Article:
Is It Safe to Thaw Meat on the Counter?

Do you thaw meat on the counter?  Yeah, I know you’re not supposed to, and I understand why, but I wonder how many people disregard that ubiquitous warning.  I didn’t used to thaw meat on the counter, but I’ve always been a rule-following kind of gal. Then I met my husband, who, virtuous as he is, often disregards rules, instruction manuals, warning labels, and highway signs. The only authority he recognizes is his mom. But I digress. 

Part of the reason I never thawed meat on the counter before I met my husband was that you don’t need to thaw what you’re not going to eat (unless you are working on a frozen Ice Age mummy).  I wasn’t a vegetarian, but I lived in the middle of nowhere, didn’t have a lot of spare cash to lay in meat supplies from my sporadic trips to town, didn’t like cooking meat, and was perfectly happy to eat non-meat meals.  This worked out very well, except that I developed severe iron-deficiency anemia.  But again, I digress.

Since I didn’t often eat meat, defrosting wasn’t much of an issue.  I seem to recall sometimes having something thawing on a plate in the fridge (hard to remember for sure…anemia really takes a hit on brain function); otherwise, I cooked most stuff (e.g., hamburger meat) directly from frozen.  So the whole to-thaw-on-the-counter-or-not debate never came up.

But my husband is quite the carnivore.  If he doesn’t get meat in a meal, he doesn’t really feel like it was a meal (except potato-leek soup in a bread bowl . . . the only vegetarian meal I’ve ever served him, and which he loved . . . but now that we’re low-carbing, that’s not something we’re likely to have very often).  So once I moved in with him, I began cooking meat every day.  With that kind of predictability, it’s not like it’s a surprise every evening that I have to have a big hank of something ready to cook, so if I were even moderately organized, I would always have two or three batches of meat thawing in the fridge.  But, alas, that is the exception, rather than the rule.  And the kinds of meats we have most often do not cook well from frozen (they usually needing some sort of trimming, for example).  So I’m often in a hurry to get something thawed.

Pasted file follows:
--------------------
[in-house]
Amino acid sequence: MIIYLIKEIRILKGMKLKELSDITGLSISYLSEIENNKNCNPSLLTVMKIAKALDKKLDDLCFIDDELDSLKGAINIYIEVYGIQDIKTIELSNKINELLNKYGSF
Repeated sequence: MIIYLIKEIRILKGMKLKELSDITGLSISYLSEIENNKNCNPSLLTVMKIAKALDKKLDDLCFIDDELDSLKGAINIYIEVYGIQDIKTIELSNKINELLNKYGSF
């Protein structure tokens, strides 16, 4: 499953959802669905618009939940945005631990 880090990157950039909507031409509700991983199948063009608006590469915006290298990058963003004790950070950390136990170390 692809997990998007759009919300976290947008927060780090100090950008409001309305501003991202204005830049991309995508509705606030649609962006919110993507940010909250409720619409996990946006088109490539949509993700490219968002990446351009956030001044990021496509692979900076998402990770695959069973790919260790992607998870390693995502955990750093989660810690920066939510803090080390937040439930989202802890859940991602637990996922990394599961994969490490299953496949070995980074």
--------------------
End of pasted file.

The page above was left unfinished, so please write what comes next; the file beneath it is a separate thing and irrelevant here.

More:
Early in our relationship, I discovered that my husband is a counter thawer.  I felt a little uncomfortable with this at first, but we never seemed to suffer any ill effects, and most of the time we just use the counter for part of the thawing process.  Our fridge keeps things really cold, so a roast might take several days to thaw.  Surely a couple of hours initially on the counter to cut down the refrigerator thawing time isn’t going to result in E. coli or other such nasties running amok on our dinner.  I mean, if the slab of meat still feels cold, really cold, shouldn’t that be adequate?

Government agencies and safety organizations like to issue simple, one-size-fits-all-situations rules.  But is it possible that thawing on the counter might be okay under some circumstances?  I started writing this post a couple of weeks ago, but a few days ago, I came across this article, which claims that the USDA says yes!  Thawing on the counter is fine!  It may even be safer than thawing in the fridge because counter-thawed food goes from frozen to cooked more quickly.

The FDA Model Food Code (1999) recommends that food be thawed in the refrigerator or in flowing water, but provides no research to show that these methods of thawing are required to ensure safety.  Thawing food, such as poultry carcasses, in the refrigerator can be inefficient and time consuming, in addition to occupying refrigeration space required for other food items.  This procedure can lead to the risk of cross-contamination of ready-to-eat food stored in the refrigerator if this type of food comes in contact with the drip from the raw food.  Thawing time is very unpredictable because of refrigeration temperature that may be colder than planned.

On the other hand, the USDA . . . has never had restrictions on thawing at room temperature in food processing plants and allows food to be thawed in this manner. . . .

The USDA is correct to allow raw meat, fish, and poultry to thaw at room temperature.  There is no risk in thawing these products at room temperature.

Really?  Could it be that I’ve been concerned about it all these years for no reason?  Well, maybe not.  Despite the claims of this article, the USDA’s own website holds the same party line as the FDA:  Don’t thaw on the counter.

Yet I still suspect that it’s safer than the government agencies insist.  Maybe I should do an experiment sometime to test the surface temperature of thawing meat.  But I think common sense needs to come into play here.  Thawing a roast for a few hours is probably okay.  Thawing ground beef all day till it’s room temperature is probably not.  

I’m still going to give my husband sidelong glances when he puts together a piece of machinery without so much as a glance at its 25-page assembly manual, but maybe I can quit giving him quite as much flack about thawing meat on the counter.

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